A Wee Photo Tour Of Scotland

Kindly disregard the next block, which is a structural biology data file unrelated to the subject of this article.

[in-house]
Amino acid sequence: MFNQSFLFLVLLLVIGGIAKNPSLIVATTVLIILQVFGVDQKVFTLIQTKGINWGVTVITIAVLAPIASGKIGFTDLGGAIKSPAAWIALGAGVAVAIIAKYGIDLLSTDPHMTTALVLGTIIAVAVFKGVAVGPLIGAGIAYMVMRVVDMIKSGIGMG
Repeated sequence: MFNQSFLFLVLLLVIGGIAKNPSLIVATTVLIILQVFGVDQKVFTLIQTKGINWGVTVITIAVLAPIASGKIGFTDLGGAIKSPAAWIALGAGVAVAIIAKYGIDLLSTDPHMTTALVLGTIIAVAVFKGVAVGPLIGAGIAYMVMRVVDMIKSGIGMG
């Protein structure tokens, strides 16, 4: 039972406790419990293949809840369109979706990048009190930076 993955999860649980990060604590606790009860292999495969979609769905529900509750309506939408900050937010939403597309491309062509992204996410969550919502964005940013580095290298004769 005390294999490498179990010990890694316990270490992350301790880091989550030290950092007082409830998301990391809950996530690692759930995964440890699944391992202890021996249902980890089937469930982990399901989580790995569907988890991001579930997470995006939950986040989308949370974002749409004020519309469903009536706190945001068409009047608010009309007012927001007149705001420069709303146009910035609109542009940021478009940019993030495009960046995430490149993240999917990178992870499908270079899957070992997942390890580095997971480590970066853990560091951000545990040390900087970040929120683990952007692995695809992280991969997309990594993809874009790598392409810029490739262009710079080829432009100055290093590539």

By Matthew Karsten Date: January 23, 2017 Scotland, United Kingdom Scotland is more than just bagpipes, kilts, and haggis. From the rolling hills and forests of the highlands to the historic architecture and cobblestone streets of Edinburgh, join me on a tour through this fascinating country. I traveled through Scotland for a couple weeks this winter to celebrate their traditional Hogmanay New Year. While Scotland is not a large country, there’s a lot to see, and I only experienced a small part of it. Staying mainly in Edinburgh and the Highlands area around Inverness and Aviemore. But I was exposed to a completely new culture. I learned some Gaelic slang (Ye havin a bevvy the nite?), ate sheep guts for breakfast (a side of Haggis, please) and developed a taste for good whisky (peaty varieties from Islay are my favorite). So here are a few photos from my adventures in Scotland. A small slice of life in Caledonia. Enjoy! Highland Forest Scotland was once completely covered in woodlands. The ground in these forests is covered with peat, a type of semi-decayed vegetation. This makes it soft and cushiony, like a thick carpet under your feet. Walking on peat feels pretty strange at first. It’s also burned to dry barley for whisky in some parts of the country. This grove of trees is located on the backroads of Aviemore in the Highlands. Inverness Castle In the North, the City of Inverness is considered the “Capital of the Highlands”. Part of my Scotland trip was spent exploring this beautiful town and the countryside surrounding it. The River Ness runs through the center of town, sending water from Loch Ness to the sea. Inverness Castle sits on its banks — lit up for the Hogmanay New Year. The Woolly Bully These funny looking animals are called Highland Cows, or coos if you want the proper Gaelic accent. We’d been searching for them all week, and found this guy guarding his harem of females. They come in two colors, red and black. Highland Coos have thick shaggy hair that keeps them warm in the windy and rainy Scottish highlands. Bagpipe Busker How could I publish a Scottish photo essay without including a set of pipes! Bagpipes use a reservoir of air to enable a constant stream of sound from the musician. Primarily used for special ceremonies — but you’ll find street performers playing them around Edinburgh. While visiting the town of Inverness, I was lucky enough to catch an outstanding performance by the Scottish rock band The Red Hot Chilli Pipers. Check em’ out for a more modern example of what bagpipes can do. Full Cooked Breakfast A Full Breakfast, sometimes called an English Breakfast, has a style all its own in Scotland. Along with the typical eggs, sausage, bacon, toast, and beans, you’ll also find Black Pudding, grilled tomato, mushrooms, and sometimes Haggis (minced sheep organs). Add tea and porridge, and you’ll be eating like a proper Scot. Bedlam Theatre Scotland’s old Bedlam Theatre building houses the oldest student-run theater in Britain. Named after the Bedlam Mental Institute that was nearby. Once a church, but given to Edinburgh University who eventually turned it into a 90 seat theater for plays and improve comedy. I believe that strange looking car on the right is called a Citroën H Van. I’ve decided I want one for a road trip. Cairngorm Mountains Snowboarding? In Scotland? Yeah, I didn’t think it was possible either. But here’s the photo proof. Cairngorm Mountain is located in the Highlands, with plenty of snow in the winter. So I rented some gear and hit the slopes for a day. Not only was it snowing, there were whiteout conditions at the top! With no trees on the mountain — wind gets a bit crazy there sometimes. St. Johns Church Located on the end of Princes Street, the Church of St John the Evangelist was built in the 1800’s by architect William Burns. In the foreground is a famous black Hackney Carriage, a kind of taxi primarily used for urban transportation throughout Scotland and the UK. I never did ride in one, and I kind of regret it now! National Gallery The Scottish National Gallery houses some of the world’s greatest art on both a permanent and rotating basis. Not to mention it’s free to visit! While I was there, Rodin’s famous sculpture “The Kiss” was on temporary display. In this photo my friend Kirsten gazes at The Feast of Herod, another popular piece. Scottish Polar Bear? Truly a rare sight, the Highland Polar Bear was thought to be just a myth until recently. We were lucky to spot not one, but TWO of the giant creatures at Highland Wildlife Park outside Aviemore. Walker and Arktos here are spoiled with a large 4 acre enclosure to play in, that includes this luxury plunge pool. Edinburgh Castle A rugged fortress perched above an inactive volcano, Scotland’s Edinburgh Castle is home to the Scottish Royal Jewels and The Stone of Destiny (used to crown the Kings and Queens of England). With some of its architecture dating back to the 12th century, the castle is an important part of Scotland’s national heritage. And did I mention it’s on a friggin’ volcano? Bothy Stone Cabin After Runaway Juno and I discovered the Loch Ness Monster, we took a drive through the countryside hunting for our next important target, the bothy. A bothy is a simple stone house built in the highlands for travelers/hikers to use as temporary shelter. They are also used as guest houses or for estate workers, and some have been fixed up for tourists. Many have red doors. Scottish Black Face Sheep Scotland has a lot of sheep. We passed multiple sheep farms when driving through the highland countryside. These are Scottish Blackface sheep, a popular breed raised primarily for meat (and tasty organs) rather than their wool. Both the males & females have horns, and the thick coat helps them survive harsh winters throughout the United Kingdom while living on rugged landscapes. Greyfriars Cemetery If only the dead could talk. Well here in Greyfriars Cemetery, they not only talk to you, but will also bite, kick, and strangle you. Regarded as one of the most haunted places in the United Kingdom, Greyfriars has around 400,000 corpses piled into the shape of a hill. Many of these people did not die well. Some weren’t even dead yet when they were buried here.